– user2168
Apr 29 '14 at 1:28
• So the "best L/D ratio" means the L/D ratio that provides the best glide path over the ground? I thought best L/D ratio meant largest L/D ratio, which isn't affected by the wind. Is this wrong? If you are asked "what is the best L/D ratio", are you saying you can't answer without knowing the wind?
– user2168
Apr 29 '14 at 15:28
• @user2168: What is best depends on the circumstances. The question makes it clear that the polar point for best range with wind is requested. And that does change with wind. Apr 29 '14 at 19:59
• I still believe that you mean to say glide ratio instead of best L/D here. Glide ratio is in reference to the ground, while L/D is simply lift -vs- drag and has nothing to do with ground track. Apr 29 '14 at 22:21
• The formula contains aircraft-specific values, so there is no way to make generalized, specific conclusions. I would suggest to compile a table of optimum speeds for different wind speeds, wing loadings and altitudes for a specific aircraft. And please keep in mind that this formula uses the parabolic polar approximation. If you know your airplane's polar in more detail, the quality of the table can be improved further. May 2 '14 at 22:45

Consider the case where you are flying into a headwind that equals the published speed for maximum range in still air.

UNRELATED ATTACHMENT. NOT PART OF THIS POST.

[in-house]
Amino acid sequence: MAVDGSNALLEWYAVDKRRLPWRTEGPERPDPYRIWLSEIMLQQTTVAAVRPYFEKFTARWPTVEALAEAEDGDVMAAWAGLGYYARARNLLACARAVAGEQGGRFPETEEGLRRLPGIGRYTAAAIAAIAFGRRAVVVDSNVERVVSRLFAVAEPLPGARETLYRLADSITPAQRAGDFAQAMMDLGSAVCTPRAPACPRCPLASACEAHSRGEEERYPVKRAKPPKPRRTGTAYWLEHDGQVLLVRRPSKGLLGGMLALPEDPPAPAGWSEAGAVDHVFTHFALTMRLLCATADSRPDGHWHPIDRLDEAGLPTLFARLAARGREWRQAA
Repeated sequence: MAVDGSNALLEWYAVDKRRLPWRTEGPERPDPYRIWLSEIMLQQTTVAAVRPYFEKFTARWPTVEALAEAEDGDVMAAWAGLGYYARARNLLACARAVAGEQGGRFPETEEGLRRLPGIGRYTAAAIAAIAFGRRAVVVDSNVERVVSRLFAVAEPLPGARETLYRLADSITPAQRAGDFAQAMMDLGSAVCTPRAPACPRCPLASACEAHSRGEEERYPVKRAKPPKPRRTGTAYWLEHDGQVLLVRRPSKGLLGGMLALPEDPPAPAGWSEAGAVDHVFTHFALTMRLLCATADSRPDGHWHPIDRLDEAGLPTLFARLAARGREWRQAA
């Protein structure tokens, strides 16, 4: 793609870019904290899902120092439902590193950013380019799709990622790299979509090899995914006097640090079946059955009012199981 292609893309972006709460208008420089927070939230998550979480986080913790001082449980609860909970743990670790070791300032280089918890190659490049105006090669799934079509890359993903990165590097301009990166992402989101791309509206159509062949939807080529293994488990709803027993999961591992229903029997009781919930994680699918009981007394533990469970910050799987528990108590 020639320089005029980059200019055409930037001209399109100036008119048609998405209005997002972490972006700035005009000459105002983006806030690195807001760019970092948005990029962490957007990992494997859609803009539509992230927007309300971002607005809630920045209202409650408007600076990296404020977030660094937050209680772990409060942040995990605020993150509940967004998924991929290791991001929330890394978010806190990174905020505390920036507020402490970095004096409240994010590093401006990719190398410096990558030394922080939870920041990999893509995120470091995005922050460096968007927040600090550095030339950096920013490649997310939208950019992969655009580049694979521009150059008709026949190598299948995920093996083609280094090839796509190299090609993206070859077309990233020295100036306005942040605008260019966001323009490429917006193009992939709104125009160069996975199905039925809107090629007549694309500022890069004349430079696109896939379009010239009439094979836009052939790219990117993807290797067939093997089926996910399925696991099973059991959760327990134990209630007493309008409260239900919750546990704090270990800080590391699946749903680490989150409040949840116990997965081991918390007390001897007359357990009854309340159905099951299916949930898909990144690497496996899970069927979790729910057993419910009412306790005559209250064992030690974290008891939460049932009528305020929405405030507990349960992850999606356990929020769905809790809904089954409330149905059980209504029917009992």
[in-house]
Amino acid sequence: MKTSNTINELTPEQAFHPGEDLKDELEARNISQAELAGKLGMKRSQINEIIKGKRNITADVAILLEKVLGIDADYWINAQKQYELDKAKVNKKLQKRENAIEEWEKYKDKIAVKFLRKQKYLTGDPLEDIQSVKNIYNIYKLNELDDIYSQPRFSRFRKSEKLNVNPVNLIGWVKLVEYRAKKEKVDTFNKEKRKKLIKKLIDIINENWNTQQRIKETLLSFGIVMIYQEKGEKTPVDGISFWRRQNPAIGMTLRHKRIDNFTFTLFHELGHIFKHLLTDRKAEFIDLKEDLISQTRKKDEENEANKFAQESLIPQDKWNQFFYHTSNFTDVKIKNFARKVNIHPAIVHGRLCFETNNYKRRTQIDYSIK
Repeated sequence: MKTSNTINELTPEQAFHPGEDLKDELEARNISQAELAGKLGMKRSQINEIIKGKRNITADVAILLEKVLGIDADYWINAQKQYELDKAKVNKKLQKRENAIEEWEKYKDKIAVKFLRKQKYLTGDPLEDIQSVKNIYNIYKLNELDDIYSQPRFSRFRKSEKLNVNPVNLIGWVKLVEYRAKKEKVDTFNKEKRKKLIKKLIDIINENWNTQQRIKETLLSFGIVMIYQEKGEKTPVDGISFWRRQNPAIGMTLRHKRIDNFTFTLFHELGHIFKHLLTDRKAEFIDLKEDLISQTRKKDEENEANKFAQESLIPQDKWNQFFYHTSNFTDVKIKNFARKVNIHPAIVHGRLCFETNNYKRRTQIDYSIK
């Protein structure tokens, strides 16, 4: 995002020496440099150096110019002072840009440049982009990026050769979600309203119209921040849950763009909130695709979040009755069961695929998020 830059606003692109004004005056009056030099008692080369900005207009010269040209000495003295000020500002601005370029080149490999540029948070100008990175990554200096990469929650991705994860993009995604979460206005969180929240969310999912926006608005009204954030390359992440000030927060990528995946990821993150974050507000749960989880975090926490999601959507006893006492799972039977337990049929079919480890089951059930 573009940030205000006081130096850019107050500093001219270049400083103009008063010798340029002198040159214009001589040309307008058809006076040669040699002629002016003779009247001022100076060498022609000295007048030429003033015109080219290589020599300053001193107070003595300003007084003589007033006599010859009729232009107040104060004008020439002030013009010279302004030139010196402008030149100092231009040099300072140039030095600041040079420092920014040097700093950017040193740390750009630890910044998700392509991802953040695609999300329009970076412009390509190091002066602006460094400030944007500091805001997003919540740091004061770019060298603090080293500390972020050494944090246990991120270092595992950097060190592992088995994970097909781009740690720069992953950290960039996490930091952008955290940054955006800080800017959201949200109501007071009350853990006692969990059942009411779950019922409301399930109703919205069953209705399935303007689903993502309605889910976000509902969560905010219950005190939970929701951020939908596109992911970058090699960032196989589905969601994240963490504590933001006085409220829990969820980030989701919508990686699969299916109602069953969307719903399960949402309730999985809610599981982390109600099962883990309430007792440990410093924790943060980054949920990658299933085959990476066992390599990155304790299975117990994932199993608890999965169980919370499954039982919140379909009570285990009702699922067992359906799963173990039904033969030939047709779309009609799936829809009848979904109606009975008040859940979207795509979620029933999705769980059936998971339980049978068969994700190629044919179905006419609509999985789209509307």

In this case, if you fly at the speed for maximum range in still air, you will have a ground speed of zero, and a range of zero.

To make any progress over the ground (to increase your range), you'll need to fly at an airspeed higher than the speed for maximum range in still air.

The actual relationship is shown in Figure 5-19 of The Illustrated Guide to Aerodynamics (2nd Edition). Plot the Velocity-PowerRequired curve. Draw a line L starting at the point (velocity=headwind, power=0) that is tangent to the Velocity-PowerRequired curve. The point at which the line L touches the PowerRequired curve is at the speed for maximum range.

I think the chart caption is wrong. The chart shows the difference in speeds for maximum range, but I don't believe that the airspeed that gives the best L/D ratio is affected by wind.

• @JanHudec Do you have a reference for "The maximum L/D is at the minimum of power". My understanding was that the maximum L/D coincided with the tangent when the line in the diagram is drawn from the origin.
– user2168
Apr 30 '14 at 17:23
• I am sure it could be dug up from How It Flies. But it should be obvious. In steady flight, lift is constant (exactly to balance weight) and power is equal to drag (not accelerating). To get max L/D given constant L we are looking for lowest D, which is lowest power. Apr 30 '14 at 17:28
• If you had fixed angle of attack, L would change with (square of) speed. But in steady flight, lift balances the weight and angle of attack is adjusted to achieve that balance. Since the graph is for steady flight, it is for constant lift (equal to weight, that's why there are separate graphs by weight). Apr 30 '14 at 17:33
• You are right; best L/D occurs on the tangent, because the graph shows power, but $D$ in $L/D$ is a force and that puts it on the tangent (from origin). Apr 30 '14 at 18:52